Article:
Can PPAD Hardness be Based on Standard Cryptographic Assumptions?
by Alon Rosen, Gil Segev, and Ido Shahaf
I have a "persnal stack" here:
Noam Nisan ask me this question many years ago.
Actually, he kind of assumed that the answer is positive,
and wanted me to prove it.
I failed, as in past cases when Noam asked me a question...
The original abstract
See ECCC TR16-059.
We consider the question of whether average-case PPAD hardness can be based
on standard cryptographic assumptions, such as the existence of one-way
functions or public-key encryption. This question is particularly
well-motivated in light of new devastating attacks on obfuscation
candidates and their underlying building blocks, which are currently the
only known source for average-case PPAD hardness.
Central in the study of obfuscation-based PPAD hardness is the
sink-of-verifiable-line (SVL) problem, an intermediate step in constructing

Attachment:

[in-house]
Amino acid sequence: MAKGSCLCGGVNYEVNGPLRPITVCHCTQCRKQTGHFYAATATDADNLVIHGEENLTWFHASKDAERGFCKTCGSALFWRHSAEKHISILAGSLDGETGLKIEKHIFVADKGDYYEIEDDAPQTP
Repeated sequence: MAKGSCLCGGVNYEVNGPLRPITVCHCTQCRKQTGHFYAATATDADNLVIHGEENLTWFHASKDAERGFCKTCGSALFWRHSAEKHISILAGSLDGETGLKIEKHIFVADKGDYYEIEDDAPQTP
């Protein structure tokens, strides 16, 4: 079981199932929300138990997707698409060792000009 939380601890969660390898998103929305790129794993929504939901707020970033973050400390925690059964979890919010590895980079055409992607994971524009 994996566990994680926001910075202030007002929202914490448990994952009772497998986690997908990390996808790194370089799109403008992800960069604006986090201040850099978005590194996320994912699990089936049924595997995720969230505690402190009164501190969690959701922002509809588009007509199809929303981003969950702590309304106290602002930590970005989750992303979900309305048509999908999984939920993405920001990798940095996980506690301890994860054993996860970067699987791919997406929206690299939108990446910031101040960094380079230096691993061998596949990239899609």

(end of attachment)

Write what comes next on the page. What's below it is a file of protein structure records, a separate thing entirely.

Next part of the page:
hard-on-average instances of the PPAD-complete problem source-or-sink.
Within the framework of black-box reductions we prove the following results:
Taken together, our results imply that while it may still be possible to
base average-case PPAD hardness on standard cryptographic assumptions, any
black-box attempt must significantly deviate from the obfuscation-based
approach: It cannot go through the SVL problem, and it must result in
source-or-sink instances with a nearly-exponential number of solutions.
- Average-case PPAD hardness (and even average-case SVL hardness) does not
imply any form of cryptographic hardness (not even one-way functions).
- Average-case SVL hardness cannot be based either on standard
cryptographic assumptions or on average case PPAD hardness (and is thus not
essential for PPAD hardness).
- Any attempt for basing the average-case hardness of source-or-sink on
standard cryptographic assumptions must result in instances with a nearly
exponential number of solutions.
list of Oded's choices.